The Failure of Archegos Capital Management: Estimating Potential Spillovers to ASEAN+3 Financial Systems

On March 26, Archegos Capital Management (ACM), a US private investment firm, defaulted on its margin calls. ACM’s investment strategy harked back to the dark days of the global financial crisis—trades that combined high leverage with opaque financial instruments and left prime brokers exposed to a sharp sell-off when they went the wrong way.

The ACM episode has hit at least two lenders particularly hard—Nomura, Japan’s eighth largest bank with assets amounting to USD 405 billion, and Credit Suisse, a designated global systemically important bank, with total assets of USD 910 billion. Unsurprisingly, markets remain nervous about whether there could be more nasty surprises to come.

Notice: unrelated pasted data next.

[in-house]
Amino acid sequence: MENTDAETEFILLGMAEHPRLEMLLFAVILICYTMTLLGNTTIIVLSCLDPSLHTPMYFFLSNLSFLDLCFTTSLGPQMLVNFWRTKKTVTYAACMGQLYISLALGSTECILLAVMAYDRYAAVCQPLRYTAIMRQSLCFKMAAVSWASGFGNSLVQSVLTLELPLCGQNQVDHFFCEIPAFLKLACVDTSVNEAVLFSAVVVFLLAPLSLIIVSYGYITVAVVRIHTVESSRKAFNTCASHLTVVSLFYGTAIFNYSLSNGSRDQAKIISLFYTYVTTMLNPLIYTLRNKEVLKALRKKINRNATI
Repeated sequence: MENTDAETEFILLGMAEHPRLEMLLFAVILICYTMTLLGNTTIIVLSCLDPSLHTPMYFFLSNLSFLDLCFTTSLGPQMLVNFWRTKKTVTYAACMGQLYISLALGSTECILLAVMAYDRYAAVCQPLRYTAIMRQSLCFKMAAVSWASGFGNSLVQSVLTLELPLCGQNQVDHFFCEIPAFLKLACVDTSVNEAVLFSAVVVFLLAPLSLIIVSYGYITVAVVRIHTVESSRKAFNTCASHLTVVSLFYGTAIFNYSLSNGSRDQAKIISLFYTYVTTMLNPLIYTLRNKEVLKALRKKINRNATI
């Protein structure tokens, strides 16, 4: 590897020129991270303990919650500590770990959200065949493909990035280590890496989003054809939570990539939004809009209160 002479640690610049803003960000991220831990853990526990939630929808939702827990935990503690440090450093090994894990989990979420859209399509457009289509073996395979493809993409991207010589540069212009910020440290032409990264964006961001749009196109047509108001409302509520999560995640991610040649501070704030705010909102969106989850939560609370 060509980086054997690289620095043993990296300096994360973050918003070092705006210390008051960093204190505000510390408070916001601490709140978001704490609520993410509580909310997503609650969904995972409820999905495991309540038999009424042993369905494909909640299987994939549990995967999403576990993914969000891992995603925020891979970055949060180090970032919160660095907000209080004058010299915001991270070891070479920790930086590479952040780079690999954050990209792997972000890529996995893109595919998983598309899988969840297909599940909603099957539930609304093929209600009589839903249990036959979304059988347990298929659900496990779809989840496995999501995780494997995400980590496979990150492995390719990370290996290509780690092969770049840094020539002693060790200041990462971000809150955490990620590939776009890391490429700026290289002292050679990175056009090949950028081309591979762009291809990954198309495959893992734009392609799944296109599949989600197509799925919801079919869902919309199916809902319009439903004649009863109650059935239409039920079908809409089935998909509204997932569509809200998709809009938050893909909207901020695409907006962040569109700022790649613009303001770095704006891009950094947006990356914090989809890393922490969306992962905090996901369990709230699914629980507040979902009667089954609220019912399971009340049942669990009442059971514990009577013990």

This note considers the potential contagion to ASEAN+3 financial systems from any further shocks to Nomura and Credit Suisse, using the Systemic Network of World Expected-Losses of Institutions (“SuNWEI”) model. The stress tests assume several separate scenarios, including replicating probabilities of default equivalent in size to those recorded during the Asian and global financial crises.

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